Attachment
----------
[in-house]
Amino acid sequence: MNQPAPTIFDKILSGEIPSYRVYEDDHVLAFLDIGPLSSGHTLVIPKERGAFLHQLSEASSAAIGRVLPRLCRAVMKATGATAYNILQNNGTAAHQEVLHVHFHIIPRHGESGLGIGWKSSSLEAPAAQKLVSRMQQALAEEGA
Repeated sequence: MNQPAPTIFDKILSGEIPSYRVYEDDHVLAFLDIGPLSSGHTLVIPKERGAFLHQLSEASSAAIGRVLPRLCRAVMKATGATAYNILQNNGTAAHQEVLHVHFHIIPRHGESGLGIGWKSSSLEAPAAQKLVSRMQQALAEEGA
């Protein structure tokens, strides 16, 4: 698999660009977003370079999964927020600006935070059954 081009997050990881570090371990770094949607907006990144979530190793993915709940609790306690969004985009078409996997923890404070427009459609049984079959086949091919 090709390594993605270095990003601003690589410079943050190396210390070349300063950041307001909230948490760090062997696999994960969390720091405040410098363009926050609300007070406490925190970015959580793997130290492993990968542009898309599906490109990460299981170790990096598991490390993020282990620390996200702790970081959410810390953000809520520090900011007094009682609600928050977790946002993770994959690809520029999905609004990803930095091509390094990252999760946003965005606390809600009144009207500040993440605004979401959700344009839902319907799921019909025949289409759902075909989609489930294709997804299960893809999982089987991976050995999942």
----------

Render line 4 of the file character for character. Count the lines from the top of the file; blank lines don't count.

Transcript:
């Protein structure tokens, strides 16, 4: 698999660009977003370079999964927020600006935070059954 081009997050990881570090371990770094949607907006990144979530190793993915709940609790306690969004985009078409996997923890404070427009459609049984079959086949091919 090709390594993605270095990003601003690589410079943050190396210390070349300063950041307001909230948490760090062997696999994960969390720091405040410098363009926050609300007070406490925190970015959580793997130290492993990968542009898309599906490109990460299981170790990096598991490390993020282990620390996200702790970081959410810390953000809520520090900011007094009682609600928050977790946002993770994959690809520029999905609004990803930095091509390094990252999760946003965005606390809600009144009207500040993440605004979401959700344009839902319907799921019909025949289409759902075909989609489930294709997804299960893809999982089987991976050995999942």